The Best Blogs to Make You a Super Duper Writer
There are hundreds of blogs out there for writers that cover everything from improving your craft to the business and marketing of being an author. There are ones that focus on indie publishing and those that focus on traditional publishing.
It’s easy to get lost in the reams of information you can find online, so which writing blogs are worth checking out? While there is no definitive answer to that question, we’ve compiled a list of writing blogs that you’ll want to bookmark to help you on your writing journey. Just make sure you actually write, too, and don’t fall into the trap of just reading about writing (look, we’ve all been there).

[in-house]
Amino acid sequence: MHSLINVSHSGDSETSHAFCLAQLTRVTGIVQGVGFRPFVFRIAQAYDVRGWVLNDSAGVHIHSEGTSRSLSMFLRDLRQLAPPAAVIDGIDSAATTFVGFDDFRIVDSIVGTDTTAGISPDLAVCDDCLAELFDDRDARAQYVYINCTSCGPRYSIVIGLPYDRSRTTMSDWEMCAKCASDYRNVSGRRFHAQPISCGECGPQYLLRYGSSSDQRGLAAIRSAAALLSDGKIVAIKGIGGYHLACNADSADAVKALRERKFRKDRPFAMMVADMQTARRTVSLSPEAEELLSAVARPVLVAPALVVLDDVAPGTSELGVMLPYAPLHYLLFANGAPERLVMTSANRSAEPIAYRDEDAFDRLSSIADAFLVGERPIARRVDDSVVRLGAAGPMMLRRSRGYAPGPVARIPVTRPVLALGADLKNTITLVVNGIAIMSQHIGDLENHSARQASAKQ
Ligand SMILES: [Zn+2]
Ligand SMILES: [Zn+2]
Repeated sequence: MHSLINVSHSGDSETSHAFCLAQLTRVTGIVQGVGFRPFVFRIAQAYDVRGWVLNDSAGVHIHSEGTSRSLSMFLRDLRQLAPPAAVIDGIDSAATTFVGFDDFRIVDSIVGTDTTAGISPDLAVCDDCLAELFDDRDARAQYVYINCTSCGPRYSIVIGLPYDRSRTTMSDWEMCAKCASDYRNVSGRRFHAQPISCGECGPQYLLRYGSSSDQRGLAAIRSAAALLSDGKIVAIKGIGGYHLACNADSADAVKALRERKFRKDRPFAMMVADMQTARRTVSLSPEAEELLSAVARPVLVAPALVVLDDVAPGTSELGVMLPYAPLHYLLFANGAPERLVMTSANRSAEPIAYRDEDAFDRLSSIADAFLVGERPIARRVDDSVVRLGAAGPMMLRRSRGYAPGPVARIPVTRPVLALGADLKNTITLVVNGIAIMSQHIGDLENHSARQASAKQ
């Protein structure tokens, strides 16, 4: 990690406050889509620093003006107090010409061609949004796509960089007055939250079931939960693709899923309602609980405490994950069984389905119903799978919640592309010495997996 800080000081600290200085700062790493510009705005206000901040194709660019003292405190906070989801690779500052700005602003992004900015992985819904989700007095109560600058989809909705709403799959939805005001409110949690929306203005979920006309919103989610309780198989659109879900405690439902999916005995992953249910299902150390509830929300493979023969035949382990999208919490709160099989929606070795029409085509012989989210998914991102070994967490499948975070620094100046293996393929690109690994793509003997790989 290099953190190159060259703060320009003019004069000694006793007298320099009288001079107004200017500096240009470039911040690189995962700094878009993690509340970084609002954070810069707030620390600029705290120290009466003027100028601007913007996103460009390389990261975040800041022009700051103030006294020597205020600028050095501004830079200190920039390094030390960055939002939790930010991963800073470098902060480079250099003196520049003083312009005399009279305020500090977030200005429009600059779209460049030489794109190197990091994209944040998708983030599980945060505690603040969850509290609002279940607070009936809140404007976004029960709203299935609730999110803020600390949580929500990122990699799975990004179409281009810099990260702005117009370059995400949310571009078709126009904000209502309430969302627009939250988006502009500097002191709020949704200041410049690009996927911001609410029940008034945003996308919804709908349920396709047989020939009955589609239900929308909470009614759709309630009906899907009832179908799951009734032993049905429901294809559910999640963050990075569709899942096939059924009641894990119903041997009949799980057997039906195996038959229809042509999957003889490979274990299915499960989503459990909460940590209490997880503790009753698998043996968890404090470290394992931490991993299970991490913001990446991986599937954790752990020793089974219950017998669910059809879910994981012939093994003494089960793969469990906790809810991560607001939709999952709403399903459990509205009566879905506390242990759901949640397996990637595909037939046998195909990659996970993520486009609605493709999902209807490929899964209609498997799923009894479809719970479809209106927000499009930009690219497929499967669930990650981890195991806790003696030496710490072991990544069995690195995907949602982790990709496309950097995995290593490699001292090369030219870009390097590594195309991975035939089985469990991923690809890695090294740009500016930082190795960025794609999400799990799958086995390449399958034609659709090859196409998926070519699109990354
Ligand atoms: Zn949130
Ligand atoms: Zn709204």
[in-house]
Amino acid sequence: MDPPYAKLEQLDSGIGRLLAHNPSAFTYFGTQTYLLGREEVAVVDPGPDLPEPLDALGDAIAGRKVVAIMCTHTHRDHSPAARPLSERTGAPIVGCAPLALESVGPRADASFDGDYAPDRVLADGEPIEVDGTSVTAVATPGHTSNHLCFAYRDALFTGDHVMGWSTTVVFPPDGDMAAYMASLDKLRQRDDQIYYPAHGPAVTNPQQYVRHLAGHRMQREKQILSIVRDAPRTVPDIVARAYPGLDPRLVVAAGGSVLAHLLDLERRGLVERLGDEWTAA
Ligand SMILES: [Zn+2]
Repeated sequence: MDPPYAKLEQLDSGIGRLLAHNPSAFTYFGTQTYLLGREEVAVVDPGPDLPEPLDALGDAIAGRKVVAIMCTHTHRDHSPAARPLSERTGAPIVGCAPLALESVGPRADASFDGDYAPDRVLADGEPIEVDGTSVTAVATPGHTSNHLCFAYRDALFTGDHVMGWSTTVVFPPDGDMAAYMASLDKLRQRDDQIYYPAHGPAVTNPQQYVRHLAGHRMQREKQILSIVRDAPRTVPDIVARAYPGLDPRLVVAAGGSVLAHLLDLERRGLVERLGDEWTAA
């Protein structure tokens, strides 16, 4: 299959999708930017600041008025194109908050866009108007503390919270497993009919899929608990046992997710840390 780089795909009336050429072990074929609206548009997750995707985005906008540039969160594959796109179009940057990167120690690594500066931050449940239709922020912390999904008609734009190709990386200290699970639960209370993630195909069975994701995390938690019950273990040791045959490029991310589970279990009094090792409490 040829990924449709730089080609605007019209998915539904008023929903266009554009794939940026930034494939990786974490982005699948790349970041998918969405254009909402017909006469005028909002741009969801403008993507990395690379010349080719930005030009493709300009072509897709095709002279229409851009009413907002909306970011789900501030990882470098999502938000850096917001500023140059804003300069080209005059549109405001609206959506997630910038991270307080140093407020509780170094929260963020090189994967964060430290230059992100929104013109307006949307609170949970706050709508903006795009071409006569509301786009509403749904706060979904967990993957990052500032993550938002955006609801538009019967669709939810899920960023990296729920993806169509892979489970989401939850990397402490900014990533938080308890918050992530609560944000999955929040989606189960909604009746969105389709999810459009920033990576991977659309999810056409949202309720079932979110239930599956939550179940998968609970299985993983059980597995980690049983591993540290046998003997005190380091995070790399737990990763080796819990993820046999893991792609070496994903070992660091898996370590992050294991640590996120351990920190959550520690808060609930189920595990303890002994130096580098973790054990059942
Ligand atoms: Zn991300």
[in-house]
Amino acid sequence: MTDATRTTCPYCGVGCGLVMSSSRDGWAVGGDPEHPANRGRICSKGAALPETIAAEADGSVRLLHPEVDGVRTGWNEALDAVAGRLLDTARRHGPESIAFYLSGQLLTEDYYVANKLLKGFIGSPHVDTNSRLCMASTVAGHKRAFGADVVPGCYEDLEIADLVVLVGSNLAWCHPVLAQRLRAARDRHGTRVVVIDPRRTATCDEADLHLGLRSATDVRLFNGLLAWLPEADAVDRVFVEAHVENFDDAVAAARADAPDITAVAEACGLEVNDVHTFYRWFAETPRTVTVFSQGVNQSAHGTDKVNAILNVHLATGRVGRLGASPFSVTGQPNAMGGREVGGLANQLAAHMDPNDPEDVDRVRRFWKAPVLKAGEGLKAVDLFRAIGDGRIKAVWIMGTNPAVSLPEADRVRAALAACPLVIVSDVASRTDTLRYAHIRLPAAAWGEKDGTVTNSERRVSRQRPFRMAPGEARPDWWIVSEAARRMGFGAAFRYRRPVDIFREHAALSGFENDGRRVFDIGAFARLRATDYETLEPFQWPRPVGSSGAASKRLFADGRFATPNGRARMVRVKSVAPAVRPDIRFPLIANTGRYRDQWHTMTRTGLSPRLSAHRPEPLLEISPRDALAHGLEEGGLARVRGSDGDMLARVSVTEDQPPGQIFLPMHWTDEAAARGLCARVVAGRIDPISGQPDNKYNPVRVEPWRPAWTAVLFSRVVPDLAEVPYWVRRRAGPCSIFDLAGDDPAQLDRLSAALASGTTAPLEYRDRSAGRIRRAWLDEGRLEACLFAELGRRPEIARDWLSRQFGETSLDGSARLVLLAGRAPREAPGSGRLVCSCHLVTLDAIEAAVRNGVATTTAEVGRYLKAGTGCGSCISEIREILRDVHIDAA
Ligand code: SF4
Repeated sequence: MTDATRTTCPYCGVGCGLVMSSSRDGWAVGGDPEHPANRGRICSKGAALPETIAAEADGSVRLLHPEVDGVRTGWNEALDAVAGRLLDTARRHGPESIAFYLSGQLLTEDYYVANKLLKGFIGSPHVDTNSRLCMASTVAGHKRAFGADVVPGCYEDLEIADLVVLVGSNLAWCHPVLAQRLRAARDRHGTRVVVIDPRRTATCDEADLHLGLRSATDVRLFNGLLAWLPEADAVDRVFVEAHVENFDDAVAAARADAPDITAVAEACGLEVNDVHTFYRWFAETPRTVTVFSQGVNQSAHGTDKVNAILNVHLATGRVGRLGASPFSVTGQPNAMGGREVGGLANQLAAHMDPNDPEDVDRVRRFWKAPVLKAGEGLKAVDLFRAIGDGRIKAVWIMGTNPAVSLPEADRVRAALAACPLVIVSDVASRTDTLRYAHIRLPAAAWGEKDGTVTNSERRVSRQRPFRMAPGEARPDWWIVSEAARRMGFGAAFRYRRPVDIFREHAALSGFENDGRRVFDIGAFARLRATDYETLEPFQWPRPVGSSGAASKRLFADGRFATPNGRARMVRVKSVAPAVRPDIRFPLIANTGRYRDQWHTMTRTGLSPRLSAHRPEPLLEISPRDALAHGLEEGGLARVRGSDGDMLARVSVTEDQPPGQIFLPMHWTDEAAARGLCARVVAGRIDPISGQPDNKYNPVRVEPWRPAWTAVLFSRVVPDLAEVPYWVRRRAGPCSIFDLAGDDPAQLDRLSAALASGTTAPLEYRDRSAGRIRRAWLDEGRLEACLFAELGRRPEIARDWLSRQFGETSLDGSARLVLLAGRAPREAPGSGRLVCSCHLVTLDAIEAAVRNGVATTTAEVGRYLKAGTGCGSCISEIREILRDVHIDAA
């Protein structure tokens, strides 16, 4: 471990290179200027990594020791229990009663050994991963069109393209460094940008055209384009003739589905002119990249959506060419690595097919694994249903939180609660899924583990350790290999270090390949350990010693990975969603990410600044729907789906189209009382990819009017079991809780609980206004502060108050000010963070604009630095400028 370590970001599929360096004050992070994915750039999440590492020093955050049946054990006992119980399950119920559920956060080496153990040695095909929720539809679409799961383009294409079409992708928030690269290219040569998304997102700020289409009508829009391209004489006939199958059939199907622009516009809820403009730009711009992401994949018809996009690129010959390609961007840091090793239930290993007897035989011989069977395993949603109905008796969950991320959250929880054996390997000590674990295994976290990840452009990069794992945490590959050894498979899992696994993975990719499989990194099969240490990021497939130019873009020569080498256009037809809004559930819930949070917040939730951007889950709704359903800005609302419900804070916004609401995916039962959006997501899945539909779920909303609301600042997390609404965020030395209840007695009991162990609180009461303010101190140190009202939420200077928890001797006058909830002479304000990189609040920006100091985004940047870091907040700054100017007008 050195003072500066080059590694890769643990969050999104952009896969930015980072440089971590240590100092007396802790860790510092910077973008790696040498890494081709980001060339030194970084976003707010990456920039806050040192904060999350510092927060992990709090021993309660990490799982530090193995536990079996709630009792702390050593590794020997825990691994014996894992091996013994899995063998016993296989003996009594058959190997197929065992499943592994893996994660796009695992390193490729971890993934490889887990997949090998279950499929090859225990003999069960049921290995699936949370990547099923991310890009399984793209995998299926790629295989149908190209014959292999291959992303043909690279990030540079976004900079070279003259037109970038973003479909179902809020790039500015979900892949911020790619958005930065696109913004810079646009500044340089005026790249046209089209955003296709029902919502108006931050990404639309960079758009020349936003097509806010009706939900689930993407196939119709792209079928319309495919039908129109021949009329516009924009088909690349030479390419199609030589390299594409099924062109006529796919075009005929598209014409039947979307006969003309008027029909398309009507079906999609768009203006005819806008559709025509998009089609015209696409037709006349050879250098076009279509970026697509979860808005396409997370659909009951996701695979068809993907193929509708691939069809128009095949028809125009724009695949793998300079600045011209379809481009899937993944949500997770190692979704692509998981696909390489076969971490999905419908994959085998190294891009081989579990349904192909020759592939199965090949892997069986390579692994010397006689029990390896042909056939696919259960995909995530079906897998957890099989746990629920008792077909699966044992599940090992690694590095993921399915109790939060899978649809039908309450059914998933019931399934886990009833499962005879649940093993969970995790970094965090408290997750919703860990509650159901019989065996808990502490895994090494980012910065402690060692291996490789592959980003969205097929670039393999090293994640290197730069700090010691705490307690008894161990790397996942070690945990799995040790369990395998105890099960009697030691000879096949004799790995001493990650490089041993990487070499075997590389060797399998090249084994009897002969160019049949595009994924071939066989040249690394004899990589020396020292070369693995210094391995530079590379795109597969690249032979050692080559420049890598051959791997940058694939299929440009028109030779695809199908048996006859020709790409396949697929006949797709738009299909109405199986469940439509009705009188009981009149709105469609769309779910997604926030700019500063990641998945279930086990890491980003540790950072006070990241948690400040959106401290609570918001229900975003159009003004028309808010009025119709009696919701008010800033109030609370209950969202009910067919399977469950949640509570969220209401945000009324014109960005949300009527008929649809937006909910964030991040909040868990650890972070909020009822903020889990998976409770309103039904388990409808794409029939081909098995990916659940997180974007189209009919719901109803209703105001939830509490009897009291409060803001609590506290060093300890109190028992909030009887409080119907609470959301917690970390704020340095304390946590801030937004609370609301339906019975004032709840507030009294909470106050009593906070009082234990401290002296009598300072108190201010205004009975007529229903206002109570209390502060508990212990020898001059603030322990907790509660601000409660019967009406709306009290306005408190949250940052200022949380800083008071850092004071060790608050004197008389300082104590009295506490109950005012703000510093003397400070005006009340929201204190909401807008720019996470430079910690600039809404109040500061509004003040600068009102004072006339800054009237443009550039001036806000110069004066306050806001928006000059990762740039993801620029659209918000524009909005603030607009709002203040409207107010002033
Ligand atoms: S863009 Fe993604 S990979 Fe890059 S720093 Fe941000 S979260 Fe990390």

This blog offers a wealth of information on the craft of writing, including advice on character development, plot structure, and more. It also provides tips on publishing and marketing your work.
What sets this blog apart is the supportive community of others who offer feedback and encouragement to one another.
Run by author K.M. Weiland, this blog provides practical advice on the craft of writing, with a focus on story structure and character development. Weiland also offers courses and tools to help you improve your craft.
Find writing prompts, exercises, and other tools to help you improve your skills. It also features articles on the writing process and the publishing industry, as well as a supportive community of writers.
Jane Friedman is a publishing industry expert and author who shares her knowledge of the writing and publishing process on her blog. She offers insights on everything from query letters to book marketing, and her advice is practical and well-researched.